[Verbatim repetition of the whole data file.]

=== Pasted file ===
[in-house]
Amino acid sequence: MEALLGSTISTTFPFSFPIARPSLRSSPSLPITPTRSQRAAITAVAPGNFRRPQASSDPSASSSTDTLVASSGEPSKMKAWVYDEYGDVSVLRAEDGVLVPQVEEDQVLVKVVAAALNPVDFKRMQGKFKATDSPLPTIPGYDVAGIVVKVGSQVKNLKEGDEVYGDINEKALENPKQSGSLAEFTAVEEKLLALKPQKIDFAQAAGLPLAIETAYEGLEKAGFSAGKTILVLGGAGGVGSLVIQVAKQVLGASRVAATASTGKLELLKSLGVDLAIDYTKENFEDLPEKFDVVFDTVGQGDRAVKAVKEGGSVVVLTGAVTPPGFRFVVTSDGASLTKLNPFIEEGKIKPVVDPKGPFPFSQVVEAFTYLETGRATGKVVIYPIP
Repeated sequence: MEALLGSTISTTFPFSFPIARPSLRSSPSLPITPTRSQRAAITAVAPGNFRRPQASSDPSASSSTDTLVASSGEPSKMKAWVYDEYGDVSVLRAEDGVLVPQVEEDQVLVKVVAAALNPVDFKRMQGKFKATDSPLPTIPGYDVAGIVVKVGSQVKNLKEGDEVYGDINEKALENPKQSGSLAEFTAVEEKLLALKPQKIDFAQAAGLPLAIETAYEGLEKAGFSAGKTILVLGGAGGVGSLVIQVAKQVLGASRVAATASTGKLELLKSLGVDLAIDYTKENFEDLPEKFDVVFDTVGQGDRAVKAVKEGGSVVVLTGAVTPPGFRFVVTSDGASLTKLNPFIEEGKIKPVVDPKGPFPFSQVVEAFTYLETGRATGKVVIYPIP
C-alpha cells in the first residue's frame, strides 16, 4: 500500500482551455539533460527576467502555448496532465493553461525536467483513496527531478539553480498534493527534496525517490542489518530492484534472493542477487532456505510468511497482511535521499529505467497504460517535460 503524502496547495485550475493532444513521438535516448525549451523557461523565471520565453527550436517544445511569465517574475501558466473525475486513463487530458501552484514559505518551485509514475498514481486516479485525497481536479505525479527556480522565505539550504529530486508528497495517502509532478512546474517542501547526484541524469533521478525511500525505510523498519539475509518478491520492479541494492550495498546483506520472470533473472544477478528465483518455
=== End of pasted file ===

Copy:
[in-house]
Amino acid sequence: MEALLGSTISTTFPFSFPIARPSLRSSPSLPITPTRSQRAAITAVAPGNFRRPQASSDPSASSSTDTLVASSGEPSKMKAWVYDEYGDVSVLRAEDGVLVPQVEEDQVLVKVVAAALNPVDFKRMQGKFKATDSPLPTIPGYDVAGIVVKVGSQVKNLKEGDEVYGDINEKALENPKQSGSLAEFTAVEEKLLALKPQKIDFAQAAGLPLAIETAYEGLEKAGFSAGKTILVLGGAGGVGSLVIQVAKQVLGASRVAATASTGKLELLKSLGVDLAIDYTKENFEDLPEKFDVVFDTVGQGDRAVKAVKEGGSVVVLTGAVTPPGFRFVVTSDGASLTKLNPFIEEGKIKPVVDPKGPFPFSQVVEAFTYLETGRATGKVVIYPIP
Repeated sequence: MEALLGSTISTTFPFSFPIARPSLRSSPSLPITPTRSQRAAITAVAPGNFRRPQASSDPSASSSTDTLVASSGEPSKMKAWVYDEYGDVSVLRAEDGVLVPQVEEDQVLVKVVAAALNPVDFKRMQGKFKATDSPLPTIPGYDVAGIVVKVGSQVKNLKEGDEVYGDINEKALENPKQSGSLAEFTAVEEKLLALKPQKIDFAQAAGLPLAIETAYEGLEKAGFSAGKTILVLGGAGGVGSLVIQVAKQVLGASRVAATASTGKLELLKSLGVDLAIDYTKENFEDLPEKFDVVFDTVGQGDRAVKAVKEGGSVVVLTGAVTPPGFRFVVTSDGASLTKLNPFIEEGKIKPVVDPKGPFPFSQVVEAFTYLETGRATGKVVIYPIP
C-alpha cells in the first residue's frame, strides 16, 4: 500500500482551455539533460527576467502555448496532465493553461525536467483513496527531478539553480498534493527534496525517490542489518530492484534472493542477487532456505510468511497482511535521499529505467497504460517535460 503524502496547495485550475493532444513521438535516448525549451523557461523565471520565453527550436517544445511569465517574475501558466473525475486513463487530458501552484514559505518551485509514475498514481486516479485525497481536479505525479527556480522565505539550504529530486508528497495517502509532478512546474517542501547526484541524469533521478525511500525505510523498519539475509518478491520492479541494492550495498546483506520472470533473472544477478528465483518455